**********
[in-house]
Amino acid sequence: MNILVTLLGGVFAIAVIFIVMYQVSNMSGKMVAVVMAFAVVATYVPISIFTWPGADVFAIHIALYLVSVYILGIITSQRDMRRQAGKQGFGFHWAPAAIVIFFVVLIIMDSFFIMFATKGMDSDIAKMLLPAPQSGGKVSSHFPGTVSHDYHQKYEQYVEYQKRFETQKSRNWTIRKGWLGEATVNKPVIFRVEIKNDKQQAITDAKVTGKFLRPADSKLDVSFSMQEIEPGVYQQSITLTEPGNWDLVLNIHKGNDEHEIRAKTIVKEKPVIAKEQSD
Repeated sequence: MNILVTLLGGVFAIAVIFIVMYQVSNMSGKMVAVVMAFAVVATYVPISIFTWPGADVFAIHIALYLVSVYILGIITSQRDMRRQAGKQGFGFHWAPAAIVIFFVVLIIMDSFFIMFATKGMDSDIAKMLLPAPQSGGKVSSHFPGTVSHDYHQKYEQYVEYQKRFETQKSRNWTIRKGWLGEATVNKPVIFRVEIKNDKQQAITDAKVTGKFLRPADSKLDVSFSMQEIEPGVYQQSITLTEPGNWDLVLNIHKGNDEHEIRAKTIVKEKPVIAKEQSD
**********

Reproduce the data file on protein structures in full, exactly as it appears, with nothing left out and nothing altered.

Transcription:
[in-house]
Amino acid sequence: MNILVTLLGGVFAIAVIFIVMYQVSNMSGKMVAVVMAFAVVATYVPISIFTWPGADVFAIHIALYLVSVYILGIITSQRDMRRQAGKQGFGFHWAPAAIVIFFVVLIIMDSFFIMFATKGMDSDIAKMLLPAPQSGGKVSSHFPGTVSHDYHQKYEQYVEYQKRFETQKSRNWTIRKGWLGEATVNKPVIFRVEIKNDKQQAITDAKVTGKFLRPADSKLDVSFSMQEIEPGVYQQSITLTEPGNWDLVLNIHKGNDEHEIRAKTIVKEKPVIAKEQSD
Repeated sequence: MNILVTLLGGVFAIAVIFIVMYQVSNMSGKMVAVVMAFAVVATYVPISIFTWPGADVFAIHIALYLVSVYILGIITSQRDMRRQAGKQGFGFHWAPAAIVIFFVVLIIMDSFFIMFATKGMDSDIAKMLLPAPQSGGKVSSHFPGTVSHDYHQKYEQYVEYQKRFETQKSRNWTIRKGWLGEATVNKPVIFRVEIKNDKQQAITDAKVTGKFLRPADSKLDVSFSMQEIEPGVYQQSITLTEPGNWDLVLNIHKGNDEHEIRAKTIVKEKPVIAKEQSD